Reviewed today: Heat Lightning; In Another Country; Jewel Robbery; Solar Eclipse; Tomorrow.
Vue West End, Screen 7! 411 seats! This is, I believe, the largest room in which I've ever seen a Hong Sang-soo film. I've been following his career at the LFF on and off since 2004, and I think he's one of those filmmakers that I've learned to love over time, as I've come to spot his techniques and obsessions. The larger room may have got him a bigger audience, as may have the presence of a Western star: certainly it sounded like at least a couple of people in the row behind me had come because of Isabelle Huppert, rather than the director. It'll be interesting to see if they come back next year.
Meantime, this year, In Another Country establishes itself as a Hong Sang-soo film pretty damn quickly. We start off on a hotel balcony, where a mother and daughter are complaining about how the irresponsibility of a relative has driven them out of their home. It's a solid setup for a story, and Hong proceeds to do precisely nothing with it. Instead, the daughter occupies herself in the hotel by writing a screenplay set there, inspired by a French woman she met at a film festival. In its first scene, Anne (Huppert) is warned to watch out for broken bottles on the beach, left there by drunk Korean men. We're only five minutes in, and the standard Hong themes of characters in the film industry, multiple levels of reality and overindulgence in soju liquor are already in place. All we need to complete the set is a repetitive story structure, where the same events happen with variations several times in a row. Don't worry, that's coming.
Hong's fondness for warped romantic comedy is also evident, as much of the narrative involves Anne's relationships with a number of Korean men, most notably a lifeguard (Yu Jun-sang) with his own tent and an ear for a tune. Typically, the misunderstandings in a Hong romance are fuelled by booze, and inevitably that's frequently the case here: but there's also a level of comic misunderstanding that comes from the Korean and French characters only being able to communicate in English, meaning huge swathes of dialogue involve people trying to say important things in their second language.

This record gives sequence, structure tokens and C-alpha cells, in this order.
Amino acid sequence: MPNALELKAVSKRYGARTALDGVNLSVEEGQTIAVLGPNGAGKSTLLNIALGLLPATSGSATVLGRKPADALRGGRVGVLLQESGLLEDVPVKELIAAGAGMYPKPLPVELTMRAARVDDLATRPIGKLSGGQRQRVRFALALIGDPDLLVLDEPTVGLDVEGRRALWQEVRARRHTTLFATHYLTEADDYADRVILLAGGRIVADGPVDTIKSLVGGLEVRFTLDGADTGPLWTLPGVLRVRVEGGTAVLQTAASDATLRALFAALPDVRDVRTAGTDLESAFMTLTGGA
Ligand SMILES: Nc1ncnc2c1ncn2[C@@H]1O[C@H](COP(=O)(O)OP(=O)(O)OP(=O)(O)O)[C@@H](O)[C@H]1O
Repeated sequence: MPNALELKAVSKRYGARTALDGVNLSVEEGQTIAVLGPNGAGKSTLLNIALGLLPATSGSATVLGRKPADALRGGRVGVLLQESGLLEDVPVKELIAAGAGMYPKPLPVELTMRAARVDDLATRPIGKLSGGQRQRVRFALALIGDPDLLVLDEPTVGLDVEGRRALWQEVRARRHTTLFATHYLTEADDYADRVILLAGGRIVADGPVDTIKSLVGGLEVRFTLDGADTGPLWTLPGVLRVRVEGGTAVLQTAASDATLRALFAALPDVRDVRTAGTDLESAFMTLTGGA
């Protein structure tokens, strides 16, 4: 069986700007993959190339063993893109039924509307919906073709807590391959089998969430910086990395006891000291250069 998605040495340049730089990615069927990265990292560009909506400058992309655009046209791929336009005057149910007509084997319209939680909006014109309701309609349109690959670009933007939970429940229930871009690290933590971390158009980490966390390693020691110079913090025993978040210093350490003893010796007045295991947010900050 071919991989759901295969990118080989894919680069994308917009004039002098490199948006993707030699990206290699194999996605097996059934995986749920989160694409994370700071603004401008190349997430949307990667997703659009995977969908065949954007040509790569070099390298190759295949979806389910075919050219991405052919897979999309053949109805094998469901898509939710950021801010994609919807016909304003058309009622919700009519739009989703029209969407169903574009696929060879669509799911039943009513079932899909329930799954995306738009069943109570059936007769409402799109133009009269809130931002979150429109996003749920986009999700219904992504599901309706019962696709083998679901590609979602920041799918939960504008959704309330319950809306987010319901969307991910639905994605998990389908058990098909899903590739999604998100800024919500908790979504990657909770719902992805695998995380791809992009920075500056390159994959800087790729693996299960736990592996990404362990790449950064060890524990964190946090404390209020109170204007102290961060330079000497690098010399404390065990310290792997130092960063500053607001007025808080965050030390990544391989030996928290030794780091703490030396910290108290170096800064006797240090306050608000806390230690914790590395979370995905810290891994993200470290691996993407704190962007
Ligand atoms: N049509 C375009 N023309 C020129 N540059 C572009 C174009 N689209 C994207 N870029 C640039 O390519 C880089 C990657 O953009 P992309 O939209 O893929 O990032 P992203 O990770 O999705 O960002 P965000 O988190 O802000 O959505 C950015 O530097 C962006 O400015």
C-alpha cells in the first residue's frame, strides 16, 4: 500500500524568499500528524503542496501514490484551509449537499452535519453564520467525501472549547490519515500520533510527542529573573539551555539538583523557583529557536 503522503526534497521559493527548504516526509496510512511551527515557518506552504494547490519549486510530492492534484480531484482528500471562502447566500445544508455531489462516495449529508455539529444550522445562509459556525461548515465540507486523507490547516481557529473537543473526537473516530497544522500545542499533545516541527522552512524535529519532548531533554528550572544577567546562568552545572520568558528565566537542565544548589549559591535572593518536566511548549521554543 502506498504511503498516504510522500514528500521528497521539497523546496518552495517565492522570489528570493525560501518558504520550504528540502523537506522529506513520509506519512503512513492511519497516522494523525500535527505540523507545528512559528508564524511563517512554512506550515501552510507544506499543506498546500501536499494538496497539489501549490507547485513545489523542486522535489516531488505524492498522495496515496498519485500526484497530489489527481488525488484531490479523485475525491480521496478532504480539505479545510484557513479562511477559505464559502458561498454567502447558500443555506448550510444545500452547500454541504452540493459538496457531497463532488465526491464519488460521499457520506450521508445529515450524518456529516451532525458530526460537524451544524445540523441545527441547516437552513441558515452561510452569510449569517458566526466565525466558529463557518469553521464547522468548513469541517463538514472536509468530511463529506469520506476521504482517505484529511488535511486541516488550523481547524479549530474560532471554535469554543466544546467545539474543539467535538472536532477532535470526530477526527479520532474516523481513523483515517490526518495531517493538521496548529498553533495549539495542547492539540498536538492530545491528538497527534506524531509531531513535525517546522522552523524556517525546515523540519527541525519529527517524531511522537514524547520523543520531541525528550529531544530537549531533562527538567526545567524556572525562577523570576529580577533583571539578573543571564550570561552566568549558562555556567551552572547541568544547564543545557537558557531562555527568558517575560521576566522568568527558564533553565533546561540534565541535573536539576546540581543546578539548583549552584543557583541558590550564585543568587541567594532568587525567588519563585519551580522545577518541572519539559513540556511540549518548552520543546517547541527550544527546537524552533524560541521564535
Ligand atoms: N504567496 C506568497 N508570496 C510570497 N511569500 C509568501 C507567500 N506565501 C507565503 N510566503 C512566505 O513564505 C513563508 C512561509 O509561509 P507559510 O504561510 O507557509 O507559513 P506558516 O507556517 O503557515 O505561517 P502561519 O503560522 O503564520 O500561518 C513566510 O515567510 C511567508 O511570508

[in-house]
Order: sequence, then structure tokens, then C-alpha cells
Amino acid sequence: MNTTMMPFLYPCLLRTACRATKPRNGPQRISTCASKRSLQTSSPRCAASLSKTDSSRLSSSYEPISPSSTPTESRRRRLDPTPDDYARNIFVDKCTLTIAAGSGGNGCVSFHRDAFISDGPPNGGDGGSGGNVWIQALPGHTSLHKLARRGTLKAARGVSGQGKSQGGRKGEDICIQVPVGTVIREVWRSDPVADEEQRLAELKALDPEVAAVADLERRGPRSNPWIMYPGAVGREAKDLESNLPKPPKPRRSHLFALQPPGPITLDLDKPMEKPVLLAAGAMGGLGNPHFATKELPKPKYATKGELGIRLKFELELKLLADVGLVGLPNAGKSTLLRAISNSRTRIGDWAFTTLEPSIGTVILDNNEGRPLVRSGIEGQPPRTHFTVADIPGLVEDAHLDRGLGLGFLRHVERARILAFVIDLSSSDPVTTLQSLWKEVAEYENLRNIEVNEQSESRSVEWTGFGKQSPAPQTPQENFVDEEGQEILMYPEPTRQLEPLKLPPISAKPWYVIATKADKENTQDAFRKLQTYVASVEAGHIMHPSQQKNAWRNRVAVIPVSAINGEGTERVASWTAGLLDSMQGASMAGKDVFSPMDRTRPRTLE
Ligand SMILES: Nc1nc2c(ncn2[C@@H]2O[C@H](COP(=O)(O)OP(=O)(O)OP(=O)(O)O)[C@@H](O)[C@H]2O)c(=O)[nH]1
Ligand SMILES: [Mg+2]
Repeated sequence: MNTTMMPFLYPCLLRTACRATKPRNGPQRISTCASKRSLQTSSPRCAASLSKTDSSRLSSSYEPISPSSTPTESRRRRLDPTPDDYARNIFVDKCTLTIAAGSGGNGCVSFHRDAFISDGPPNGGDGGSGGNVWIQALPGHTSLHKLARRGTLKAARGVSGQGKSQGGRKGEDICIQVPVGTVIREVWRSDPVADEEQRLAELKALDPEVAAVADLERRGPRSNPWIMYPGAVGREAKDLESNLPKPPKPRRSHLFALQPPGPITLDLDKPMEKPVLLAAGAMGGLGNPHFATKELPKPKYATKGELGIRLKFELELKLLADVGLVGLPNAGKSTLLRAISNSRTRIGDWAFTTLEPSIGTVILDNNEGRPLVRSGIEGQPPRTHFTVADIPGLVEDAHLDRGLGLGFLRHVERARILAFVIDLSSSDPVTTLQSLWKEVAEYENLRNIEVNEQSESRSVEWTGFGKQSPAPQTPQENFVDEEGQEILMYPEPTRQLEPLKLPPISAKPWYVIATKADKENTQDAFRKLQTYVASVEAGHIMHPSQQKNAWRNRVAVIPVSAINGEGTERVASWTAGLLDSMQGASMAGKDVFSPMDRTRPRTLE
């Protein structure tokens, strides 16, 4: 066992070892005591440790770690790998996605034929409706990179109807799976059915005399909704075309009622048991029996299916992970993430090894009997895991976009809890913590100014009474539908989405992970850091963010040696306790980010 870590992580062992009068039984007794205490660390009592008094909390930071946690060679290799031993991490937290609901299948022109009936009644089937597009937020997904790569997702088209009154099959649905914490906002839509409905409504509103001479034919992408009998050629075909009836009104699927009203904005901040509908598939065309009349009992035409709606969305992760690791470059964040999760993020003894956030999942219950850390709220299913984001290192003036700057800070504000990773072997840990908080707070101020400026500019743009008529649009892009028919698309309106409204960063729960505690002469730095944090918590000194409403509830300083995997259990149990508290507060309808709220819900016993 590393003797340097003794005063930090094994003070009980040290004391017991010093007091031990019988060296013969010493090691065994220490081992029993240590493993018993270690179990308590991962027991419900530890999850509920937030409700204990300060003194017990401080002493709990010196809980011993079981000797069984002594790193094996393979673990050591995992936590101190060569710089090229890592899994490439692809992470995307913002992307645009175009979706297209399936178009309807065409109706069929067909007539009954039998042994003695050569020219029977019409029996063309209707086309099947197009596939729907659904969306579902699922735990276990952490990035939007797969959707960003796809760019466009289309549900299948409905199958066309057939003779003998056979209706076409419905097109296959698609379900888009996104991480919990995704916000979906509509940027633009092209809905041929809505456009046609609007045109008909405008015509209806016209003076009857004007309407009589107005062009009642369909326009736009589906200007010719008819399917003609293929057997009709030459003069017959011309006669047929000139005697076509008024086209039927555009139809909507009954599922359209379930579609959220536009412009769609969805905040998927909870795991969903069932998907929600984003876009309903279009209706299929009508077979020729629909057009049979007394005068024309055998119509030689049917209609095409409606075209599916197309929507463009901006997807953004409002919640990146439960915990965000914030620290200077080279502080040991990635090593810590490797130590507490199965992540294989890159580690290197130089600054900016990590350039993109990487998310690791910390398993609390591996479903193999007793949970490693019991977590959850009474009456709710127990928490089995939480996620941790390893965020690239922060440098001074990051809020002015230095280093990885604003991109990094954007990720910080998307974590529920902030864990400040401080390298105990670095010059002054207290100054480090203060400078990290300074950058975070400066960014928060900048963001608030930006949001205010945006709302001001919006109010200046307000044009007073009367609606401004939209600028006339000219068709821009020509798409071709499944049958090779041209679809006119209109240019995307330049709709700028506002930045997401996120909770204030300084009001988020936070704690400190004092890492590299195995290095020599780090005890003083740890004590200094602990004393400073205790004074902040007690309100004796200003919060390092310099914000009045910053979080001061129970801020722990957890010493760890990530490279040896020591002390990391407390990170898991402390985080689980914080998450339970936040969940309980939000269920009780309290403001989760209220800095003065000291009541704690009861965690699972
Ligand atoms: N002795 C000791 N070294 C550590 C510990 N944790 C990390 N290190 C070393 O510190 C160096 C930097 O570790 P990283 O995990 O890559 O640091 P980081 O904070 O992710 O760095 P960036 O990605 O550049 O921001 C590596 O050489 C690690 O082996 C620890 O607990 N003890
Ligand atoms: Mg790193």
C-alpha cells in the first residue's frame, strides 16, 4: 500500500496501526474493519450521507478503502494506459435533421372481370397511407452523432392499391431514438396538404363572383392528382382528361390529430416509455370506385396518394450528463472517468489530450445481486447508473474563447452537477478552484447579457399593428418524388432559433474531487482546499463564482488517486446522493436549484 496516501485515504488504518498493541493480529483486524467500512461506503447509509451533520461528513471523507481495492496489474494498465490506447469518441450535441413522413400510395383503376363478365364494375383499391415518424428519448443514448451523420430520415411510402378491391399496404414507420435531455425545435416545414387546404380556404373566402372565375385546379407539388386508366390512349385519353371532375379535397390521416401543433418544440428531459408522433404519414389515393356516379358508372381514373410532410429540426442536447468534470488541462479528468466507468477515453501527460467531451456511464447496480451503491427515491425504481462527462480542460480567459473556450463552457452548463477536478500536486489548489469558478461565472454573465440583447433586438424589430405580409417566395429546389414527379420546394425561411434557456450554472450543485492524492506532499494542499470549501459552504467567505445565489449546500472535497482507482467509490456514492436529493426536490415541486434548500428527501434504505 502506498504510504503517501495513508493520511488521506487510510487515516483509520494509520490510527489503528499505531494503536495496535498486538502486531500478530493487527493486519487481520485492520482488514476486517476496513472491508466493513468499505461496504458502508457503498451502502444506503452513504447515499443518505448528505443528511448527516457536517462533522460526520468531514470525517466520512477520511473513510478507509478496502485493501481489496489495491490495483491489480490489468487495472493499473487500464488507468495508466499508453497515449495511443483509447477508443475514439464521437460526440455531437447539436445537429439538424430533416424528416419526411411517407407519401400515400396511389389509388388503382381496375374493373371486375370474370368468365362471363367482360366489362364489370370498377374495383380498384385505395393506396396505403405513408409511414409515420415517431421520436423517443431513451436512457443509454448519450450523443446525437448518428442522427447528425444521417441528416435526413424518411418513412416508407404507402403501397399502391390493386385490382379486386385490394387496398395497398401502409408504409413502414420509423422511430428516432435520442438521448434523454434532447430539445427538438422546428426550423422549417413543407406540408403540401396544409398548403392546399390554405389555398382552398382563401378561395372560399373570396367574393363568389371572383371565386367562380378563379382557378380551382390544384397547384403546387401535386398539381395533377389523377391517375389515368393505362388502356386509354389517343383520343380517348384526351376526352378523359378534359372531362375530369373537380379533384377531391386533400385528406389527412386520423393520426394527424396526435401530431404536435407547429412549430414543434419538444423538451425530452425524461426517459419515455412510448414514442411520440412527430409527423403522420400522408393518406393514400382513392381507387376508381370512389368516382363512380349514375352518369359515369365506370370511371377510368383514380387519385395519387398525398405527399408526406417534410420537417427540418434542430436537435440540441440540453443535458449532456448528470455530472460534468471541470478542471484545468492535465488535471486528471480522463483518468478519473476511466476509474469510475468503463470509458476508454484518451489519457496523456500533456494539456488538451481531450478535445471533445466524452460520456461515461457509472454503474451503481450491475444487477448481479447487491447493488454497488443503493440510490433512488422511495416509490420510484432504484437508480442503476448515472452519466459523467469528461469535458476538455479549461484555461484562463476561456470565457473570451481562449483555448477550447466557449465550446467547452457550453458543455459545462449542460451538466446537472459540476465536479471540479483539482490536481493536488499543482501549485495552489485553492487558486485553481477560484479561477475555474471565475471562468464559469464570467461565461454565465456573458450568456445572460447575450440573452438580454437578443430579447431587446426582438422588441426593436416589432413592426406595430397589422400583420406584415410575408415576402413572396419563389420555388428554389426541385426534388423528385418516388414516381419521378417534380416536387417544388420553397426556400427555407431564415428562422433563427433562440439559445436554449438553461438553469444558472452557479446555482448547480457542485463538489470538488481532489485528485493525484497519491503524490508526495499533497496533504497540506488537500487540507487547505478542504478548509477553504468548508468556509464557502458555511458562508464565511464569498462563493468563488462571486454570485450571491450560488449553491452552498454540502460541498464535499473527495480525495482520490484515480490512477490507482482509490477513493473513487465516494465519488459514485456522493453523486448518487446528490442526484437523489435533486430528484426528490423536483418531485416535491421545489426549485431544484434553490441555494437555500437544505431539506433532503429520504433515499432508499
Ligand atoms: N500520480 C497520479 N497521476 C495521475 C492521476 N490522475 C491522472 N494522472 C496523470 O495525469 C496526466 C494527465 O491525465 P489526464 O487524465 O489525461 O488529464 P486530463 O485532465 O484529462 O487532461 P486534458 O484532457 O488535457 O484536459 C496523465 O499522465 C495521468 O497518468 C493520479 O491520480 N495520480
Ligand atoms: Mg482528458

Hong thankfully avoids the usual fish-out-of-water cliches, and instead focusses on things that an outsider to a foreign culture frequently notices. The awkwardness the Koreans feel when they realise they're talking in Korean behind Anne's back, even when it's benign: the glorious overenthusiasm the lifeguard feels when he's able to say a few words of broken English to Anne: the way someone trying to understand a foreign language listens to an entire sentence and latches onto the one or two words they understood in it. All this is stuff that's happened to me in the last couple of years on my business travels, and for me it adds a layer of extra enjoyment on top of all the drunken romcom we've come to know and love from Hong.
Of all the movie books I own, this is the one with my favourite cover. It's an attempt to depict all of the good things in movies that Hollywood couldn't get away with after the Hays Code was brought in in 1934. Nowadays, there's been a surge of interest in the films made in the seven years between the introduction of sound and the implementation of the Code, looking at the stuff they did while they were still allowed to. Clyde Jeavons has been presenting restored movies from the pre-Code era for the last couple of festivals: this is a double bill of Warner Bros pictures, both tight little pieces running just over an hour, and quite different from each other.
Heat Lightning takes the time-honoured approach of putting lots of pent-up desires in a hot place and watching them boil over. Here it's a service station in the middle of the desert, run by two sisters: the femme Myra (Ann Dvorak) and the decidedly butch Olga (Aline MacMahon). Myra is angry at the way that her older sister stops her from having fun - but Olga has a past herself, one that comes to light when a pair of on-the-run-looking gentlemen come to visit. It's a standard melodrama that wouldn't turn a hair these days, with risque flirtation ultimately climaxing in violence. Probably the most interesting thing about it now is that you're not told Myra and Olga are sisters initially, leading you to make all sorts of assumptions about their relationship.
Jewel Robbery, on the other hand, is a much lighter affair, and it's possible that its lightness may have made it even more of an outrage to decent society. We're told early on that a master thief is robbing the jewellers of Vienna, so our expectations are set for an edgy crime picture: but once William Powell walks into a shop brandishing a gun, we know it's not going to be that sort of movie at all. He's utterly charming during his robberies: always polite, working to classical music, never resorting to violence when he can persuade his enemies to smoke his funny cigarettes instead. ("He'll wake up in the morning perfectly refreshed, but with a ravenous hunger.") How could a society dame like Kay Francis do anything but fall for him, even when he's stolen her best ring?